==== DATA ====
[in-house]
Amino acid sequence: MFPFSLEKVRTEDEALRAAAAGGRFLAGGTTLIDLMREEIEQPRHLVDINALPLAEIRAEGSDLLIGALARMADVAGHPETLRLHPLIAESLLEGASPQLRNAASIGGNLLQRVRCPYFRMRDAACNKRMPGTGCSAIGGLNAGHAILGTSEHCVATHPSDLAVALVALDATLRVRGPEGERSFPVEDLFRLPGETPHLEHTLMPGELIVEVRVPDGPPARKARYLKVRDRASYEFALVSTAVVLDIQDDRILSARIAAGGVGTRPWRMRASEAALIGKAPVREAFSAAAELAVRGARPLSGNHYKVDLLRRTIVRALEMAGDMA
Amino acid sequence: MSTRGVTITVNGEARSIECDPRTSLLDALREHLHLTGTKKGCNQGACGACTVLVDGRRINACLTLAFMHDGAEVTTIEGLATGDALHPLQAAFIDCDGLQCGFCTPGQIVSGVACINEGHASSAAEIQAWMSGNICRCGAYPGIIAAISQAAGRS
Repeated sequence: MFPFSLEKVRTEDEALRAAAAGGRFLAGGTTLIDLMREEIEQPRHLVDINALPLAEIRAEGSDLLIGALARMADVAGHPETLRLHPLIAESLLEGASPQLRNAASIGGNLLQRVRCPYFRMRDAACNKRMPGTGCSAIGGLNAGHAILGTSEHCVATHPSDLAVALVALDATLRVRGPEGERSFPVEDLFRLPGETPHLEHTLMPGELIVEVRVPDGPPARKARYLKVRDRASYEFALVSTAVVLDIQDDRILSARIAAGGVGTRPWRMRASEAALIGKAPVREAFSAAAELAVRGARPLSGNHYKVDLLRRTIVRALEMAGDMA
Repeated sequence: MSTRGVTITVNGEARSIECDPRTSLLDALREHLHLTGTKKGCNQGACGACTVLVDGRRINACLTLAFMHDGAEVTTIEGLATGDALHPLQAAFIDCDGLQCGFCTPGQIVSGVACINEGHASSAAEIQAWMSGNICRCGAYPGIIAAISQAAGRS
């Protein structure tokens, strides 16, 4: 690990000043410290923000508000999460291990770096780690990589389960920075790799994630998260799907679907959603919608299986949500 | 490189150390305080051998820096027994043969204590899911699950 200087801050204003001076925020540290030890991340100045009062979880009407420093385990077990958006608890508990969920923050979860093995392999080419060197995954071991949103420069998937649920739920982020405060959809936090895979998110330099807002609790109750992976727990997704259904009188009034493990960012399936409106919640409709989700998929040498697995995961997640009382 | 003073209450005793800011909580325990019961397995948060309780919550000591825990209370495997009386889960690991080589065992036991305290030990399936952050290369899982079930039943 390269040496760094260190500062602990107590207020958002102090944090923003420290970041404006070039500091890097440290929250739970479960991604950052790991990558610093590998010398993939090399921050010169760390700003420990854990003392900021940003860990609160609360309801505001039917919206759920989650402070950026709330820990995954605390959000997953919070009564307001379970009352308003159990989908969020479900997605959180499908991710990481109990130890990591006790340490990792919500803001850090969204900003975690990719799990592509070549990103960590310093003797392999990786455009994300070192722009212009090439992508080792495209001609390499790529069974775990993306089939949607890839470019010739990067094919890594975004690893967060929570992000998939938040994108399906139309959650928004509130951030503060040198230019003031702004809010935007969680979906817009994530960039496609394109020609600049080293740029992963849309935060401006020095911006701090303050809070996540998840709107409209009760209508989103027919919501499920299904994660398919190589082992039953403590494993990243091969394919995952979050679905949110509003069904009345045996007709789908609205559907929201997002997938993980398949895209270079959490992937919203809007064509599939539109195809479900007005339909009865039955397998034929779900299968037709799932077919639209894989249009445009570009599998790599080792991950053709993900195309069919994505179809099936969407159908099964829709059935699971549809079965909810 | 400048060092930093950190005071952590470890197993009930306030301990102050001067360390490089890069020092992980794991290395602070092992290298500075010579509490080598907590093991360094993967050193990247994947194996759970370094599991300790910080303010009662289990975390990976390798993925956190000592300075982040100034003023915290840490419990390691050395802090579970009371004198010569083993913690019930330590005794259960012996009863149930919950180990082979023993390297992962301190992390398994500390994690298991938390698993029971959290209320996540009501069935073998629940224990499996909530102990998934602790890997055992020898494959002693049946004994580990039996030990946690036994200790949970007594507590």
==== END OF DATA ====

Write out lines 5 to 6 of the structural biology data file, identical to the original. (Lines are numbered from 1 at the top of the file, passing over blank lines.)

Repeated sequence: MSTRGVTITVNGEARSIECDPRTSLLDALREHLHLTGTKKGCNQGACGACTVLVDGRRINACLTLAFMHDGAEVTTIEGLATGDALHPLQAAFIDCDGLQCGFCTPGQIVSGVACINEGHASSAAEIQAWMSGNICRCGAYPGIIAAISQAAGRS
């Protein structure tokens, strides 16, 4: 690990000043410290923000508000999460291990770096780690990589389960920075790799994630998260799907679907959603919608299986949500 | 490189150390305080051998820096027994043969204590899911699950 200087801050204003001076925020540290030890991340100045009062979880009407420093385990077990958006608890508990969920923050979860093995392999080419060197995954071991949103420069998937649920739920982020405060959809936090895979998110330099807002609790109750992976727990997704259904009188009034493990960012399936409106919640409709989700998929040498697995995961997640009382 | 003073209450005793800011909580325990019961397995948060309780919550000591825990209370495997009386889960690991080589065992036991305290030990399936952050290369899982079930039943 390269040496760094260190500062602990107590207020958002102090944090923003420290970041404006070039500091890097440290929250739970479960991604950052790991990558610093590998010398993939090399921050010169760390700003420990854990003392900021940003860990609160609360309801505001039917919206759920989650402070950026709330820990995954605390959000997953919070009564307001379970009352308003159990989908969020479900997605959180499908991710990481109990130890990591006790340490990792919500803001850090969204900003975690990719799990592509070549990103960590310093003797392999990786455009994300070192722009212009090439992508080792495209001609390499790529069974775990993306089939949607890839470019010739990067094919890594975004690893967060929570992000998939938040994108399906139309959650928004509130951030503060040198230019003031702004809010935007969680979906817009994530960039496609394109020609600049080293740029992963849309935060401006020095911006701090303050809070996540998840709107409209009760209508989103027919919501499920299904994660398919190589082992039953403590494993990243091969394919995952979050679905949110509003069904009345045996007709789908609205559907929201997002997938993980398949895209270079959490992937919203809007064509599939539109195809479900007005339909009865039955397998034929779900299968037709799932077919639209894989249009445009570009599998790599080792991950053709993900195309069919994505179809099936969407159908099964829709059935699971549809079965909810 | 400048060092930093950190005071952590470890197993009930306030301990102050001067360390490089890069020092992980794991290395602070092992290298500075010579509490080598907590093991360094993967050193990247994947194996759970370094599991300790910080303010009662289990975390990976390798993925956190000592300075982040100034003023915290840490419990390691050395802090579970009371004198010569083993913690019930330590005794259960012996009863149930919950180990082979023993390297992962301190992390398994500390994690298991938390698993029971959290209320996540009501069935073998629940224990499996909530102990998934602790890997055992020898494959002693049946004994580990039996030990946690036994200790949970007594507590």